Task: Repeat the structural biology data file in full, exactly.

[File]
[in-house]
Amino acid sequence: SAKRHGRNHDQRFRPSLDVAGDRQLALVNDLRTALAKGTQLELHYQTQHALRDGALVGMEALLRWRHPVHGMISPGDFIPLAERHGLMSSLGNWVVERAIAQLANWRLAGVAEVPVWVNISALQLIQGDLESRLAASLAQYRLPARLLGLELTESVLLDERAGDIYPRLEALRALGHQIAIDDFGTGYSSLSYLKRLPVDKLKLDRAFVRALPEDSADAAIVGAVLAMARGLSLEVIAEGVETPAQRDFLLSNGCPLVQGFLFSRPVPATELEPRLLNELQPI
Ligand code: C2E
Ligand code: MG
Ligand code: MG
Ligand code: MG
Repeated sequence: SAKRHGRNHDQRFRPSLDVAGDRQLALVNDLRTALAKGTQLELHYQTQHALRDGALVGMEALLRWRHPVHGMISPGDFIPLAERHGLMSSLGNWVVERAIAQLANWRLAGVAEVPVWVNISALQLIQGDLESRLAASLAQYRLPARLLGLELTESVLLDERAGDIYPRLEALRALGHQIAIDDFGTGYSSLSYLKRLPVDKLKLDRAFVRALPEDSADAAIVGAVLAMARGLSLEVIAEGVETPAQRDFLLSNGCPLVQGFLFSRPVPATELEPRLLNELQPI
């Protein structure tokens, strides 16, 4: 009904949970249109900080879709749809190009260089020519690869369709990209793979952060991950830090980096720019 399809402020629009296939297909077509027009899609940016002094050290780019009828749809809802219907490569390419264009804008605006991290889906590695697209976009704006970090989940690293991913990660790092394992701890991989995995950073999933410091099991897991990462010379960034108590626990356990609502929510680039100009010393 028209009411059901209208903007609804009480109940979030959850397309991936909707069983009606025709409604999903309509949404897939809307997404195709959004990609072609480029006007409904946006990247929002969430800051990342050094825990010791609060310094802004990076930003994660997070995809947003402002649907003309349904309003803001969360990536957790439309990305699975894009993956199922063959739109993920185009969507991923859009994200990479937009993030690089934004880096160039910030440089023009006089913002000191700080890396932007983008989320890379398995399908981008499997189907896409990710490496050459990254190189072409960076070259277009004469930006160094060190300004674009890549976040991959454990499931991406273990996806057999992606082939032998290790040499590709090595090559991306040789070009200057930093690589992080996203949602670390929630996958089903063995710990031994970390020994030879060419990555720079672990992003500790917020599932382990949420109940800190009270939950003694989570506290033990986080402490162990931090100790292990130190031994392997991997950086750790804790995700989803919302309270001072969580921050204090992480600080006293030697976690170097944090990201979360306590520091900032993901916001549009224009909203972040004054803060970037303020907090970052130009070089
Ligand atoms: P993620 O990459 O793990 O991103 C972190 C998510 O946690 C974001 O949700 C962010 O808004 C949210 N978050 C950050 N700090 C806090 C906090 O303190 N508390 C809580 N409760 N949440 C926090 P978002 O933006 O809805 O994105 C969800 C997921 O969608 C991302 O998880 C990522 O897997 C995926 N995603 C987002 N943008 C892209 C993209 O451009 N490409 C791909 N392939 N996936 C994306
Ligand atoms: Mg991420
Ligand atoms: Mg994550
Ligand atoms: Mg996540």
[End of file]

[in-house]
Amino acid sequence: SAKRHGRNHDQRFRPSLDVAGDRQLALVNDLRTALAKGTQLELHYQTQHALRDGALVGMEALLRWRHPVHGMISPGDFIPLAERHGLMSSLGNWVVERAIAQLANWRLAGVAEVPVWVNISALQLIQGDLESRLAASLAQYRLPARLLGLELTESVLLDERAGDIYPRLEALRALGHQIAIDDFGTGYSSLSYLKRLPVDKLKLDRAFVRALPEDSADAAIVGAVLAMARGLSLEVIAEGVETPAQRDFLLSNGCPLVQGFLFSRPVPATELEPRLLNELQPI
Ligand code: C2E
Ligand code: MG
Ligand code: MG
Ligand code: MG
Repeated sequence: SAKRHGRNHDQRFRPSLDVAGDRQLALVNDLRTALAKGTQLELHYQTQHALRDGALVGMEALLRWRHPVHGMISPGDFIPLAERHGLMSSLGNWVVERAIAQLANWRLAGVAEVPVWVNISALQLIQGDLESRLAASLAQYRLPARLLGLELTESVLLDERAGDIYPRLEALRALGHQIAIDDFGTGYSSLSYLKRLPVDKLKLDRAFVRALPEDSADAAIVGAVLAMARGLSLEVIAEGVETPAQRDFLLSNGCPLVQGFLFSRPVPATELEPRLLNELQPI
């Protein structure tokens, strides 16, 4: 009904949970249109900080879709749809190009260089020519690869369709990209793979952060991950830090980096720019 399809402020629009296939297909077509027009899609940016002094050290780019009828749809809802219907490569390419264009804008605006991290889906590695697209976009704006970090989940690293991913990660790092394992701890991989995995950073999933410091099991897991990462010379960034108590626990356990609502929510680039100009010393 028209009411059901209208903007609804009480109940979030959850397309991936909707069983009606025709409604999903309509949404897939809307997404195709959004990609072609480029006007409904946006990247929002969430800051990342050094825990010791609060310094802004990076930003994660997070995809947003402002649907003309349904309003803001969360990536957790439309990305699975894009993956199922063959739109993920185009969507991923859009994200990479937009993030690089934004880096160039910030440089023009006089913002000191700080890396932007983008989320890379398995399908981008499997189907896409990710490496050459990254190189072409960076070259277009004469930006160094060190300004674009890549976040991959454990499931991406273990996806057999992606082939032998290790040499590709090595090559991306040789070009200057930093690589992080996203949602670390929630996958089903063995710990031994970390020994030879060419990555720079672990992003500790917020599932382990949420109940800190009270939950003694989570506290033990986080402490162990931090100790292990130190031994392997991997950086750790804790995700989803919302309270001072969580921050204090992480600080006293030697976690170097944090990201979360306590520091900032993901916001549009224009909203972040004054803060970037303020907090970052130009070089
Ligand atoms: P993620 O990459 O793990 O991103 C972190 C998510 O946690 C974001 O949700 C962010 O808004 C949210 N978050 C950050 N700090 C806090 C906090 O303190 N508390 C809580 N409760 N949440 C926090 P978002 O933006 O809805 O994105 C969800 C997921 O969608 C991302 O998880 C990522 O897997 C995926 N995603 C987002 N943008 C892209 C993209 O451009 N490409 C791909 N392939 N996936 C994306
Ligand atoms: Mg991420
Ligand atoms: Mg994550
Ligand atoms: Mg996540």